** Is This Secure? **

As we’ve seen, PPE-based solutions can achieve fast (i.e., sub-linear) server-side encrypted search. They do, however, have some limitations with respect to security as discussed and formalized by Bellare et al.

The first problem is that the encrypted database leaks quite a bit of information to the server about the data collection—even before the client has performed any searches. In particular, recall that the keywords in are encrypted using a deterministic encryption scheme so the same keyword will always encrypt to the same ciphertext.

This means that if the server sees two or more equal ciphertexts in it knows that the corresponding encrypted documents contain a keyword in common. In addition, the server learns the frequency with which keywords appear which makes the encrypted database vulnerable to frequency analysis.

Another issue is that since tokens are deterministic encryptions of the search terms, the server will always know whether the client is repeating a search a not.

A third issue occurs when the deterministic encryption scheme (or any form of PPE scheme) is public-key. In this case, all the deterministic encryptions (both in and in the tokens) are encrypted under the client’s public key which is, obviously, public and available to the server. The server can then mount a dictionary attack on the encrypted database by encrypting a list of possible keywords and comparing them to the ones found in and in the tokens. If it gets a match then it knows the keyword.

This attack clearly shows that public-key PPE-based solutions should probably not be used for “normal” data (e.g., text, emails, PII etc.). But does it mean we can’t use it all? Not quite. As Bellare et al. observe in their paper, such a solution can be used when the data has high min-entropy, which is a way of saying that the data looks random to the server.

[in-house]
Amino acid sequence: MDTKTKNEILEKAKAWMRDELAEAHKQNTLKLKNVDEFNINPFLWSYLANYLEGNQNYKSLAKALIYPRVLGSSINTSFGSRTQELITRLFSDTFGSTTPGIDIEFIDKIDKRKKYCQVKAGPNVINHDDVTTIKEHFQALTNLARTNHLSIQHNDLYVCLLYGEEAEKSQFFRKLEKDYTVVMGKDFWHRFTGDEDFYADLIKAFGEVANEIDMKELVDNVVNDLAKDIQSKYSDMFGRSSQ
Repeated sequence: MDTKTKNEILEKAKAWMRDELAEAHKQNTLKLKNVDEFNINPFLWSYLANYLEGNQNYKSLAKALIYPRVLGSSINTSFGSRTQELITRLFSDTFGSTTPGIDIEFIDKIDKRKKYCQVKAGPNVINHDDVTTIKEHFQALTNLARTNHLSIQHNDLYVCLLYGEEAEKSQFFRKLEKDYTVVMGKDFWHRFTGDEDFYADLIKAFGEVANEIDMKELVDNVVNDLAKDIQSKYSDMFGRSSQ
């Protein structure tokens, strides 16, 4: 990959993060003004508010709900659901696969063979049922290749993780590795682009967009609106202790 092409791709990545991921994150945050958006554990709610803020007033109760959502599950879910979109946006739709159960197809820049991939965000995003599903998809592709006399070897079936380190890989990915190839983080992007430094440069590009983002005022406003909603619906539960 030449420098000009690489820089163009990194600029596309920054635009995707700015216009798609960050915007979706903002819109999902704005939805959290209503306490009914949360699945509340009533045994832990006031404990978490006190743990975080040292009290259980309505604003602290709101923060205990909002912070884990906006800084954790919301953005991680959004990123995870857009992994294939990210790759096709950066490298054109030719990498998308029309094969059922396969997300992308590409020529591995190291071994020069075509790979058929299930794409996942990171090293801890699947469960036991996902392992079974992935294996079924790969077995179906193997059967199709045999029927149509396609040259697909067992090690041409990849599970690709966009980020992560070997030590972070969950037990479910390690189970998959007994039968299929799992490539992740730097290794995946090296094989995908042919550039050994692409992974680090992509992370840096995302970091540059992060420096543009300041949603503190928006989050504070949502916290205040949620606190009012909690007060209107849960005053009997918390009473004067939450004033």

The problem of course is that it’s not clear when this applies in practice. Also, note that even if the keywords do have high min-entropy, the other two issues still remain.

** Conclusions **

So we’ve seen one approach to searching on encrypted data based on property-preserving encryption. It results in a solution that supports fast search on encrypted data but, unfortunately, leaks quite a bit of information to the server. In the next post we’ll go over another solution that provides a different tradeoff: it leaks less information to the server but achieves slower search time.

** Notes **

[1] In general it is a terrible idea to encrypt with deterministic encryption since we’ve known since this 1984 paper by Goldwasser and Micali that any secure encryption scheme has to be randomized. The point here, however, is that we may be willing to use weaker primitives in order to design more functional encryption schemes.

[2] Technically, we do not need a deterministic *encryption* scheme since we’ll never need to decrypt so (in the symmetric setting) one could use a pseudo-random function.

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During construction of EDB we are using key K2 to encrypt keyword but while searching for a keyword, we are encrypting it using K1 and then check. Is this typo or I understand it wrong?

And what is K1 and K2 here ?

Fixed; thanks for pointing that out. Also, K1 and K2 are just keys chosen for the randomized and deterministic encryption schemes, respectively.

Ok.. Thanks for your reply.